Lee Humphreys on dealing with tough and wary jockeys and vaulting in a bowler hat on TV
My “day job” is as a consultant surgeon based in Plymouth, where I primarily work on bariatrics, or weight-loss surgery. I also do emergency surgery in the trauma unit.
I started out as a junior doctor in Cheltenham, where the racecourse’s senior doctor, Sue Smith, was a consultant in intensive care. She would often take one of us junior doctors up to the racecourse for the day to experience how things were done there. I went on to become a doctor at the racecourse in 2005.
My background is not horsey, so I have found my work at Cheltenham fascinating — I’ve learnt a lot about horses and their unpredictable nature. I enjoy working in a big team of medics, but the role is very different to anything else I have done. I used to work across six racecourses but now solely focus on Cheltenham.
At my first Festival, back when doctors still had to wear bowler hats, I got a bit carried away when someone fell just after the final fence and I vaulted the rail. The incident was caught on camera and broadcast on TV and the big screens. I got a lot of stick for that.
On a raceday, there are three of us who can act as the senior doctor. If that is me, I arrive as soon as the gates open and go straight to the medical room, where I’ll have a meeting with the medical coordinator, Tony Twiggs. Then I go through the racecard and each race individually, deciding where each doctor will be positioned for the day.
On “small” racedays, we have four doctors, while on “premium” days we will have five doctors on the course. We then rotate our positions throughout the day. There will always be a doctor by the final fence and three doctors mobile in vehicles — with another based in the medical room, along with two nurses and a physiotherapist. One hour before first race, I will brief the whole medical team, which is standard procedure on raceday.
British Horseracing Authority rules state that a faller must be attended to within a minute. Cheltenham is a large, complex racecourse and during the Festival there will be four ambulances just for the jockeys. There will also be two doctors, a team from St John Ambulance and two ambulances for the 70,000-plus crowd and racecourse staff.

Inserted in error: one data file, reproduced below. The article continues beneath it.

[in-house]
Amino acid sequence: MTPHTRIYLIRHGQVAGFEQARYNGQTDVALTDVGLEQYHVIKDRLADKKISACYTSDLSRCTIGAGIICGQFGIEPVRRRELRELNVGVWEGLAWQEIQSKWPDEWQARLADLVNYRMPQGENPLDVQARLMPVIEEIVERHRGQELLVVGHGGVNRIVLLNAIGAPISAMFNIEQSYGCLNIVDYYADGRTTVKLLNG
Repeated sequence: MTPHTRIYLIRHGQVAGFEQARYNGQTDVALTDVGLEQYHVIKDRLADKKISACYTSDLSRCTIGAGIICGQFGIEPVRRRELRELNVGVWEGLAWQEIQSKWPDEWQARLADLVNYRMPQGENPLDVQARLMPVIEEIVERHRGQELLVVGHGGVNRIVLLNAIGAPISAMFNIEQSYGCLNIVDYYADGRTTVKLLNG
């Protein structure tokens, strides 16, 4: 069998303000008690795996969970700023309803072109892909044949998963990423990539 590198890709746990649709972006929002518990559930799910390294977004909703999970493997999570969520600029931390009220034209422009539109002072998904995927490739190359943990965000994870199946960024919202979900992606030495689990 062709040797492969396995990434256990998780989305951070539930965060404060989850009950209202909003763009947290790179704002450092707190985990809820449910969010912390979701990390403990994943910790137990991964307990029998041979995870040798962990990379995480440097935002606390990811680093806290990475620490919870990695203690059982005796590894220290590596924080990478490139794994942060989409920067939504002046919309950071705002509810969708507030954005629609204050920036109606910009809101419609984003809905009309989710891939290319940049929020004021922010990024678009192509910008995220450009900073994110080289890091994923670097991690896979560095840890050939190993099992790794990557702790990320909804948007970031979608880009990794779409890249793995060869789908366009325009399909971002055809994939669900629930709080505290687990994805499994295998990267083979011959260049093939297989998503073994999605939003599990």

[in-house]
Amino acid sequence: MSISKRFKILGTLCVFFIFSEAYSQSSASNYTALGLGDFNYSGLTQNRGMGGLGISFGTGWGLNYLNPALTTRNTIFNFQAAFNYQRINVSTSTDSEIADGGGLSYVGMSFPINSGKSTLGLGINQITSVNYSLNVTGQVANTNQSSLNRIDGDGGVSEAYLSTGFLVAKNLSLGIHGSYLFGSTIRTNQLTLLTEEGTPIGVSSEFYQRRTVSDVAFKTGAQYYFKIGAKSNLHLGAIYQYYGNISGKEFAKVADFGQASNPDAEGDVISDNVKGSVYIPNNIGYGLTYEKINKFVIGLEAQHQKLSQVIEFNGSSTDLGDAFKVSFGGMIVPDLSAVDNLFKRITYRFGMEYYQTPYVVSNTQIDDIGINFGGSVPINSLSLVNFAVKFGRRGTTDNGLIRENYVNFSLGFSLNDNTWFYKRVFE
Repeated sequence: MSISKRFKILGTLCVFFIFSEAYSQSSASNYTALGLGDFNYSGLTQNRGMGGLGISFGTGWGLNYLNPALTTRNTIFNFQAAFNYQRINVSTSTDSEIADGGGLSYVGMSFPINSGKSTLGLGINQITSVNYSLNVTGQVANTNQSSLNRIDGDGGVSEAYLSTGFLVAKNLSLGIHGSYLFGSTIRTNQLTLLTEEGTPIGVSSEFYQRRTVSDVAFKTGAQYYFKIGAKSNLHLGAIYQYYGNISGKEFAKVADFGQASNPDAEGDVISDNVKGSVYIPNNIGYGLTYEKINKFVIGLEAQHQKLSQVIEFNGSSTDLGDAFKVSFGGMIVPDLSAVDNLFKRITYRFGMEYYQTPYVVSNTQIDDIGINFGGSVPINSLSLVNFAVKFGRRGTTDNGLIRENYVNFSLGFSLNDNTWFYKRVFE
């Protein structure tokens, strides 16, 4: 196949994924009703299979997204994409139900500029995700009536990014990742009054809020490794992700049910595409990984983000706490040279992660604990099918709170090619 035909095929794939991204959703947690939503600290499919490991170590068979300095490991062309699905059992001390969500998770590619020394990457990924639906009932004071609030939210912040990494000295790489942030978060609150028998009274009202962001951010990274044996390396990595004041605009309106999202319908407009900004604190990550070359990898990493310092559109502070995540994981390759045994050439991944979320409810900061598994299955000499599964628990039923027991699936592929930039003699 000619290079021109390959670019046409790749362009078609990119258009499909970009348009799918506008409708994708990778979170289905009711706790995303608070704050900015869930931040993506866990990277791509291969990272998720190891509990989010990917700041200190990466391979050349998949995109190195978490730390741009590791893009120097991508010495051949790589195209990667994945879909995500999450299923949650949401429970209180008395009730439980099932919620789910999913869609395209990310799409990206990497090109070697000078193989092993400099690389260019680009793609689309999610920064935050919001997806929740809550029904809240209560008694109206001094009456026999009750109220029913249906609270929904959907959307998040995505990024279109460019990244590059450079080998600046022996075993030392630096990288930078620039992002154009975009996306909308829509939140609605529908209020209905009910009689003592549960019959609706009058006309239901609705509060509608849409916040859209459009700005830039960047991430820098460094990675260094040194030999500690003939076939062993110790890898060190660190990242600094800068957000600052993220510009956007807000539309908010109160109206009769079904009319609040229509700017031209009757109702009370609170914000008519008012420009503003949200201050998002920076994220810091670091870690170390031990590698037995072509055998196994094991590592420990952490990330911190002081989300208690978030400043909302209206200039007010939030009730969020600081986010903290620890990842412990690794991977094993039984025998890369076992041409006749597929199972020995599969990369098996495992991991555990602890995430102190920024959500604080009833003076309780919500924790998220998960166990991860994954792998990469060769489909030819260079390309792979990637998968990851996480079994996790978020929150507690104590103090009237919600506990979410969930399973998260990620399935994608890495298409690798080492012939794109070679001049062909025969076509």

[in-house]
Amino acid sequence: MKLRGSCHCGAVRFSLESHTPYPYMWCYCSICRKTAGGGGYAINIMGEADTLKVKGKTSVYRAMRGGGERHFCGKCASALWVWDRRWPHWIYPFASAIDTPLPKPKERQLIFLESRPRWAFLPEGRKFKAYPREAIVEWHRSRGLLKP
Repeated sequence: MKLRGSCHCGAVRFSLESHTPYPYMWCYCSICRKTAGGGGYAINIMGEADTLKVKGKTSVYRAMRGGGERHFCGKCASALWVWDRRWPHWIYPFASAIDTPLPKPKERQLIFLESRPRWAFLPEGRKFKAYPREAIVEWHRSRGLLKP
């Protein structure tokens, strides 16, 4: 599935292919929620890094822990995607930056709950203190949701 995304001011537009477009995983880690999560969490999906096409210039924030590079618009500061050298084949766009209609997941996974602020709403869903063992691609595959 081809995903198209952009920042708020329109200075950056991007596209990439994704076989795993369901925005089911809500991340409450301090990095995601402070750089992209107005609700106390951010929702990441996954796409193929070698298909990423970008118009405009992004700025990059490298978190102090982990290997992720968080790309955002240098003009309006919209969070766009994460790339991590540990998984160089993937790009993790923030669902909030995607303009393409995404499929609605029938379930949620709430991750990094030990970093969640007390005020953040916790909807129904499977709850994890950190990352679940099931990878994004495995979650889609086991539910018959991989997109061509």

Looking after professional sportspeople is very different to treating the general public. I have learnt to understand a jockey’s mentality — most of the time they are not too pleased to see you! Jockeys can be rude when injured and you learn not to take it personally. They can be wary of doctors. After all, if I step them down from riding it can affect their livelihood.
The language they direct at you can be colourful, but you get to know the jockeys over the years and they do begin to trust you. You learn how best to communicate with each jockey. They are some of the toughest athletes out there and don’t like to let on that they are in pain — if they say something hurts, you know they must really mean it.
It’s a hugely rewarding but challenging role. I’m proud to be part of a big team, who play a vital part in offering high-quality care to jockeys during a great sporting spectacle. The trauma I see in racing is unique. The principles are the same but the environment, and being on a racecourse, is very different to anything else you can experience. Common injuries include broken collarbones and wrists, soft-tissue injuries and concussion, while others can be more life-threatening.
I enjoy photography as a hobby. I began taking landscape pictures, before snapping away at the races — mostly of people working behind the scenes. Then I created a book of my pictures and displayed the images at Cheltenham in November in aid of Racing Welfare. I love the backstories of people working at the racecourse — it’s a part of the day that spectators don’t get to see. I will usually have a camera on me during racedays. I am interested in people and I love capturing the different characters at the races, from the ground staff to the valets.
Ref Horse & Hound; 5 March 2020